Thanet Formation

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Thanet Formation
Stratigraphic range: Thanetian
The eroding cliffs of Reculver Country Park - geograph.org.uk - 6930.jpg
Grey sands of the Thanet Formation in the cliffs just east of Herne Bay
Type Formation
Unit of Montrose Group
Underlies Lambeth Group
Overlies Chalk Group
Thickness 0-30 m
Lithology
Primary fine-grained sand
Other clay
Location
Region southeastern England
Country United Kingdom
Extent London Basin
Type section
Named for Isle of Thanet

The Thanet Formation is a geological formation found in the London Basin of southeastern England. It is of early to mid-Thanetian (late Paleocene) age and gave its name to that stratigraphic interval. It was previously known as the Thanet Beds, the Thanet Sands and the Thanet Sand Formation. It was named after the Isle of Thanet. The type sections are Herne Bay in Kent for the upper part of the formation and Pegwell Bay for the lower part.[1][2] It lies unconformably on the Late Cretaceous Chalk Group. It unconformably underlies the Lambeth Group, generally the Upnor Formation but in Essex it is the Reading Formation.

Distribution[edit]

The Thanet Formation is known at outcrop and in the subsurface over central and eastern parts of the London Basin. To the west it is missing, with the Lambeth Group lying directly on the Chalk, and to the north it is replaced by the Ormesby Clay Member.[1] It thins to the west and north of London. It reaches a maximum thickness of over 30 m in North Kent.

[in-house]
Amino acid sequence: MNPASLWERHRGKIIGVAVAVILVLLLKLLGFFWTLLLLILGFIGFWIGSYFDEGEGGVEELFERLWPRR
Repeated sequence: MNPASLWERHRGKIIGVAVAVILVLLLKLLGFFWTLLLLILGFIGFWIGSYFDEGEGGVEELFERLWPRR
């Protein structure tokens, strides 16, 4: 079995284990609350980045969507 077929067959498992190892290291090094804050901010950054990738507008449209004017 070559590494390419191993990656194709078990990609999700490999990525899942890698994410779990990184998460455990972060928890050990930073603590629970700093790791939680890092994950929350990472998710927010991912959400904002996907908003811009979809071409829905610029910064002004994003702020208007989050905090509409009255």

Lithology[edit]

The predominant lithology is very pale grey or buff fine-grained glauconitic sand. Particularly towards the base of the formation, the sand is interbedded with silts and clays. At the base of the formation a bed of flint pebbles is often developed with clasts up to cobble size in a matrix of glauconitic clayey sand.[1]

At Herne Bay the beds are divided as follows (top to bottom):[3]

  • A layer of concretionary blocks (‘doggers') of calcareous indurated sandstone of 0.3 metre thickness
  • A pale grey sandstone with abundant shells 2.6 metre thickness
  • A layer of calcareous sandstone doggers, 0.3 metre thickness
  • A bedded, clayey buff sand with many shells, seen to 0.9 metre thickness

Depositional environment[edit]

The Thanet Formation was deposited in open marine conditions. The water depth was relatively shallow, above normal wave-base, in an inner or outer shelf setting.[1]

Fossils[edit]

The sequence is known for its rich fossil content, particularly molluscs and fish. The fauna give somewhat contradictory evidence of the climate, with molluscs of both cold and warm water type being found and tropical to sub-tropical fish recognised. Overall a sub-tropical climate is indicated.[3]

See also[edit]

References[edit]

  1. ^ a b c d Aldiss D.T. (2014). "The stratigraphical framework for the Palaeogene successions of the London Basin, UK". Open Report OR/14/008. British Geological Survey. pp. 9–14. Retrieved 30 July 2016. 
  2. ^ "Thanet Formation". BGS Lexicon of Named Rock Units. British Geological Survey. Retrieved 30 July 2016. 
  3. ^ a b Holmes. "British Cenozoic fossil fishes sites Site: HERNE BAY (GCR ID: 2911)" (PDF). Volume 16: Fossil Fishes of Great Britain. Extracted from the Geological Conservation Review. pp. Chapter 14: pages 2 and 4. Retrieved 9 April 2012.